3 out of 4 stars
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Chubby Wubbles: A Ferret’s Tale by M. J. Abrams is a children’s picture book about Chubby, a ferret. Chubby and his best friend, Coco, live together with their human companion, Mark, but one day, Coco is suddenly gone. Chubby ends up moving to a new home with Mark’s brother, Jeffrey. Jeffery and Chubby share a very special bond with each other, but Chubby still misses his ferret friend, Coco. Every chance Chubby gets he goes looking for Chubby. Unfortunately, his curiosity may get him in trouble when he goes looking for her beyond the confines of Jeffrey’s house.
Chubby Wubbles is a sweet tale about friendship, family and dealing with big changes in life. There were multiple lessons incorporated in this story that will make great talking points for young children and adults. Children with pets in the family will find Chubby’s story especially relatable. Although I’ve never had a pet ferret, I could relate a lot of Chubby and Jeffrey’s relationship to my own experience with my dog.
Unlike most children’s books, Chubby Wubbles incorporates real-life photographs instead of illustrations to highlight the story. Each page includes one or two photographs of Chubby and his environment. These photographs add a sense of realism to the story, which will be helpful to younger children who may not know what a ferret is.
The only downside to this story is the lack of differentiation in the pictures. Although there are a lot of cute and interesting pictures that will hold the attention of young readers, the pictures themselves do not tell a story. Much of the story deals with Chubby moving to a new home with a new owner and the incredibly strong bond the two form; however, there are no pictures of Chubby with his human companion. Young children may have trouble understanding the relationship between Chubby and Jeffrey since it is never depicted in the pictures. Further, unlike in an illustration, it is difficult to convey a ferret’s emotions via a photograph. This meant sometimes it was difficult to tell if Chubby was feeling happy or sad simply by looking at the photograph on the page. This isn’t a book with a story that young children could easily understand just by looking at the pictures.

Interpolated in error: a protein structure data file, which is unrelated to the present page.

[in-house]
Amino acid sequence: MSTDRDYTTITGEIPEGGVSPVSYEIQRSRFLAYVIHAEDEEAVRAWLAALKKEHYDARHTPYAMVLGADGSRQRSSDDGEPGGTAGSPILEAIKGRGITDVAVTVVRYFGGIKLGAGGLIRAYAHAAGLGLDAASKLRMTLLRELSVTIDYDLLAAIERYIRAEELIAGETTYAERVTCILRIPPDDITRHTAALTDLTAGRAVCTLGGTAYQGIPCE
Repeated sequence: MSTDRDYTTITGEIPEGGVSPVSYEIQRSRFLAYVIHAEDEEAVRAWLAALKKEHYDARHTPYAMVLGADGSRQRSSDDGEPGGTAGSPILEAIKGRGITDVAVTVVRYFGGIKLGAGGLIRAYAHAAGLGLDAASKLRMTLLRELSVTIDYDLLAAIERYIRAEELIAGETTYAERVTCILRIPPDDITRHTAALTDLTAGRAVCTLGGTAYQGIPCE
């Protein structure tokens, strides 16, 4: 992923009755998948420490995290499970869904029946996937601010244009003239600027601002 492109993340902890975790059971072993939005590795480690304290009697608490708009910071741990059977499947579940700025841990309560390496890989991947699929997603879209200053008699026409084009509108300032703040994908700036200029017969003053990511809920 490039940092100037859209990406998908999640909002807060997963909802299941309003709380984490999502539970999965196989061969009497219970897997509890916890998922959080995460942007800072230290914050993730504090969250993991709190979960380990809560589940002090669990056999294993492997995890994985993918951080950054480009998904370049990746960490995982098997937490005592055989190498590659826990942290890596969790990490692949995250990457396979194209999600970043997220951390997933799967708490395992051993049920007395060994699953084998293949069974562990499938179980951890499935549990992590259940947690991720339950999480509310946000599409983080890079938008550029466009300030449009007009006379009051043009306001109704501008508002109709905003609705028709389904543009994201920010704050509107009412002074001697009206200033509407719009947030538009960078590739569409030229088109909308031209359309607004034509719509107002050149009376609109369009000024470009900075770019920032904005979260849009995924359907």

Although the real-life photographs used in lieu of illustrations are incredibly adorable and add realism to Chubby’s story, the lack of a full story told through the pictures alone led me to rate this book 3 out of 4 stars instead of a full 4. Chubby’s story is fairly simplistic, so this book would be best suited for young children, ages approximately four to seven, and I recommend this book be read with a parent, as some younger children may need additional explanation for some concepts.
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